But What About Cash?
The question remains whether giving a family a dairy cow is better than giving them something else, like cash perhaps. The pregnant heifers were not a cheap intervention, costing $3,000 to raise and deliver to beneficiaries. Frankly, it equates to a lot of cash.
In the charitable giving world, one can hardly bring up the subject of cash these days without talking about Give Directly. Give Directly is an exciting new non-profit started by my economics colleague Paul Niehaus, who teaches at UC San Diego, and his graduate school friends from Harvard. When donors contribute money online to Give Directly, it is quickly zapped into the e-money accounts of (very fortunate) rural Kenyans. Recipients typically receive $1,000 in two or more e-injections of cash.
Researchers at MIT recently carried out a randomized controlled trial to test the impacts of Give Directly. Released in October, the MIT study found that just over a year after receiving their first cash transfer,
household assets were 58 percent higher (mainly in herd animals), enterprise revenues were 48 percent higher from new livestock and expanded small businesses, family food consumption had increased so much that there was a 42 percent reduction in the number of days children went without food.
Moreover, the researchers found no increases in the consumption of what even economists call "sin goods": alcohol, cigarettes, or gambling.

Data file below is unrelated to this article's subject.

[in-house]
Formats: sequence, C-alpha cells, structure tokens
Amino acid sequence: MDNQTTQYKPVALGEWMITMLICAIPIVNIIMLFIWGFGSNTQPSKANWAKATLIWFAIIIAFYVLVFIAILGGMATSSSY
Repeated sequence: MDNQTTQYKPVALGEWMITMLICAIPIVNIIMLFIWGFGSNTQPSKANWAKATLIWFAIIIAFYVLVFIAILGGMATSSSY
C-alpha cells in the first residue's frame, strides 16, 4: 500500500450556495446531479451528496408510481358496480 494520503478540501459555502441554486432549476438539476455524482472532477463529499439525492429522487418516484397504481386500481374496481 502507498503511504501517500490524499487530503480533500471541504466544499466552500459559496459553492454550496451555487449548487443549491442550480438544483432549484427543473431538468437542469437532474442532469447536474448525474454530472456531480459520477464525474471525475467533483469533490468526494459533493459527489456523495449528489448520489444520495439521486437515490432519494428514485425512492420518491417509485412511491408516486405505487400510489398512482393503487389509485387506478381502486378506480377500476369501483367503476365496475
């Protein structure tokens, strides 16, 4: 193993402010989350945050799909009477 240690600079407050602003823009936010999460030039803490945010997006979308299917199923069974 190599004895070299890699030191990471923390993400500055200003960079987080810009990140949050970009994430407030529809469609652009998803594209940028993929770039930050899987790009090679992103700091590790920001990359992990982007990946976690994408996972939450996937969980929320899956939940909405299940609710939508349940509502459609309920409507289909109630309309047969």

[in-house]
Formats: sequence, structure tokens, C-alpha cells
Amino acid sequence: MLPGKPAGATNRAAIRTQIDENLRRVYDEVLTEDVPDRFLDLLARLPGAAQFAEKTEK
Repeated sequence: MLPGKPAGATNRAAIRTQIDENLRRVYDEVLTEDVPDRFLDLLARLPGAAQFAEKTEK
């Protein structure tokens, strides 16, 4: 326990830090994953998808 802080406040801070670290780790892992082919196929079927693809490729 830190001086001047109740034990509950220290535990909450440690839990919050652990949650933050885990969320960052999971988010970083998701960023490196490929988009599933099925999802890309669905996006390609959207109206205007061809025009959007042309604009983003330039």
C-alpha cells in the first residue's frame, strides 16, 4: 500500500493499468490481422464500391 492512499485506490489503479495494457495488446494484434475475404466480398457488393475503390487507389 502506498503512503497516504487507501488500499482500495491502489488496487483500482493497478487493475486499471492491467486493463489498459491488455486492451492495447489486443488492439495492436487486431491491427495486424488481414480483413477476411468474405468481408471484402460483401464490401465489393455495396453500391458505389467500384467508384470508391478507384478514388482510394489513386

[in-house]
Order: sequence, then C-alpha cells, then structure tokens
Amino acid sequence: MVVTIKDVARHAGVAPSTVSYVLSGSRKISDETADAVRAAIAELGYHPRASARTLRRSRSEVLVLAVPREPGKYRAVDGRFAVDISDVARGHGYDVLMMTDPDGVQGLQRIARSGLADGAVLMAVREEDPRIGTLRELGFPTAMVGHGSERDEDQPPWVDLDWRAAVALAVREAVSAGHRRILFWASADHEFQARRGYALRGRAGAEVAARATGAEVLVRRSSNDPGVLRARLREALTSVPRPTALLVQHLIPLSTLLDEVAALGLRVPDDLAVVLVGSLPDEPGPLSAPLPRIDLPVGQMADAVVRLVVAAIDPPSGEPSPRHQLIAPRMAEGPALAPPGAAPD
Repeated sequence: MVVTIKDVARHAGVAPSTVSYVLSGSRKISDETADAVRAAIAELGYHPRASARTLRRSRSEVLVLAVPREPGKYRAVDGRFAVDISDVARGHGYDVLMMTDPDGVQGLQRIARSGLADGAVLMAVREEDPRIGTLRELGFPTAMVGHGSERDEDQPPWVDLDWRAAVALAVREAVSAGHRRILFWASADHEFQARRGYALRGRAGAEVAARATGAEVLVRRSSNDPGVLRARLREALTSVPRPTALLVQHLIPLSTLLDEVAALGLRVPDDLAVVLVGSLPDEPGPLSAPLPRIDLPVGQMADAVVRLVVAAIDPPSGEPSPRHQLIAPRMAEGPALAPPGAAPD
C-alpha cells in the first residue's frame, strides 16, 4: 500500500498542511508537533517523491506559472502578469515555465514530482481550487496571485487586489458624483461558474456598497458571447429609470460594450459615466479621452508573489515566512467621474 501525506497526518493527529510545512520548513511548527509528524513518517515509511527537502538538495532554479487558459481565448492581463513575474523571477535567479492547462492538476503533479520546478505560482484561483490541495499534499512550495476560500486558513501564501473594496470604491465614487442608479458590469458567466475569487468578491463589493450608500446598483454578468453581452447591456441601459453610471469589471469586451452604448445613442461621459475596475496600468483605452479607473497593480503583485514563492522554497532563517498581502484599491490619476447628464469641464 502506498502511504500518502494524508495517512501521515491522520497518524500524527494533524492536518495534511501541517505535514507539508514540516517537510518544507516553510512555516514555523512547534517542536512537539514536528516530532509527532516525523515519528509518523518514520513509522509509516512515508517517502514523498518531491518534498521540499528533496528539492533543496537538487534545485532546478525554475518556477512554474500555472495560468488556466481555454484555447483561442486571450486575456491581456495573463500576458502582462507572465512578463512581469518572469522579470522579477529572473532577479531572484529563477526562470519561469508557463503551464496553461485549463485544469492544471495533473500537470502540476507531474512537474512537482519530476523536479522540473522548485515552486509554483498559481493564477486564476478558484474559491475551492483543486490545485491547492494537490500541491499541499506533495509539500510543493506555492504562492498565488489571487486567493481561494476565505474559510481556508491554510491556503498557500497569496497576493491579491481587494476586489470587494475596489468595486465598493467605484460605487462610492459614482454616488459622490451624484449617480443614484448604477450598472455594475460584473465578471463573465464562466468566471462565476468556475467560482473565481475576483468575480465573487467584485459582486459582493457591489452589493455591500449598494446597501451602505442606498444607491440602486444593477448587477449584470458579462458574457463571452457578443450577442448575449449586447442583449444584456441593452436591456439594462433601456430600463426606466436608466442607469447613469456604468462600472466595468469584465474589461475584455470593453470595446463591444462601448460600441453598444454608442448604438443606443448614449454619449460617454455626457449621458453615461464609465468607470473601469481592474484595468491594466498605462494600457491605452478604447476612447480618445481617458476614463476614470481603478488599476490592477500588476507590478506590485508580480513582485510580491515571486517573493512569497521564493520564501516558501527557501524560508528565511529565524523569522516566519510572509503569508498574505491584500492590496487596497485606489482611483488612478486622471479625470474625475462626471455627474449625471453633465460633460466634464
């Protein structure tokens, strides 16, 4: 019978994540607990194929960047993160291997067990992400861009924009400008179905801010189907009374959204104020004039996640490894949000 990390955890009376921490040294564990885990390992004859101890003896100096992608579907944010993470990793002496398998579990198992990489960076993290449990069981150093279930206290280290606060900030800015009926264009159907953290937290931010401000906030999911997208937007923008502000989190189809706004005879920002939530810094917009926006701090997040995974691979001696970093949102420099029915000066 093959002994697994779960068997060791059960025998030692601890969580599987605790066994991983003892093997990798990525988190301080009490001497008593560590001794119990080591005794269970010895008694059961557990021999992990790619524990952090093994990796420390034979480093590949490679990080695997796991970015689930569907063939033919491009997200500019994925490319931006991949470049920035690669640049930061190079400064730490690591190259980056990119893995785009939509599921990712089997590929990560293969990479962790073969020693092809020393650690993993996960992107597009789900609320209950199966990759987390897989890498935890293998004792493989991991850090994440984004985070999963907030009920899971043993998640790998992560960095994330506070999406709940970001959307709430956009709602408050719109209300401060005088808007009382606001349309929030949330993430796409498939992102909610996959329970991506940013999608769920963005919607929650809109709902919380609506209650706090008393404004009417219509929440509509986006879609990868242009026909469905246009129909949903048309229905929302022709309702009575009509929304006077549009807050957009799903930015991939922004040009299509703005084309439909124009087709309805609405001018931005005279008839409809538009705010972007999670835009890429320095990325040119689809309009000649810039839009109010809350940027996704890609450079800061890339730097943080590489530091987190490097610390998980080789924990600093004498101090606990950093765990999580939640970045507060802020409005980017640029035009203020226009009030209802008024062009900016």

These kinds of impacts are much greater than has been reported from a series of recent randomized trials of microfinance, another potential source of Christmas giving. Organizations such as Kiva, for example, offer microfinance gift certificates online. A Kiva gift certificate has the potential to be "a gift that keeps on giving" as the capital is recycled to borrower after borrower. But a half-dozen recent randomized controlled trials of microfinance undertaken around the world indicate that is typically has only moderate impacts, mainly on business expansion; the impact on household income and children's welfare pales in comparison to the impact of the cash grants. Indeed, in a recent study on microfinance in Nepal, my co-authors and I found that about three-fourths of the apparent before-and-after impact of microfinance is an optical illusion. The illusion is created when borrowers take loans at the time other positive factors are impacting their microenterprises.
Cash or Cows?
Given the relative impacts of cash injections, whether it is better to give cows or cash remains a hotly contested question. Indeed after the results of the MIT study on Give Directly were released, a reporter from NPR's This American Life challenged Heifer with a "horse race." In the experiment, Heifer would give an equivalent amount of cash to some (randomly selected) households instead of a cow. Heifer politely declined at the time, but the results of such an experiment could be very important for beneficiaries of charitable giving. At this point it seems that the burden of proof has now fallen to gifts-in-kind organizations to prove that what they do is more effective than simply giving poor people short-run injections of cash that they can spend in the way they deem most appropriate to their situation.
Because of this, it is tempting to want to steer the Christmas gift in the direction of a Give Directly donation. But Heifer's evaluation director Rienzzie Kern sees the issue differently. In a public response to NPR, he acknowledges that while cash may help individual families in the short term, Heifer's mission, he says, is not so much about cows as about building sustained social capital within villages, as offspring of the animals are passed from family to family. Farm animal donation is a means to community-building, he maintains, something that is hard for cash to do.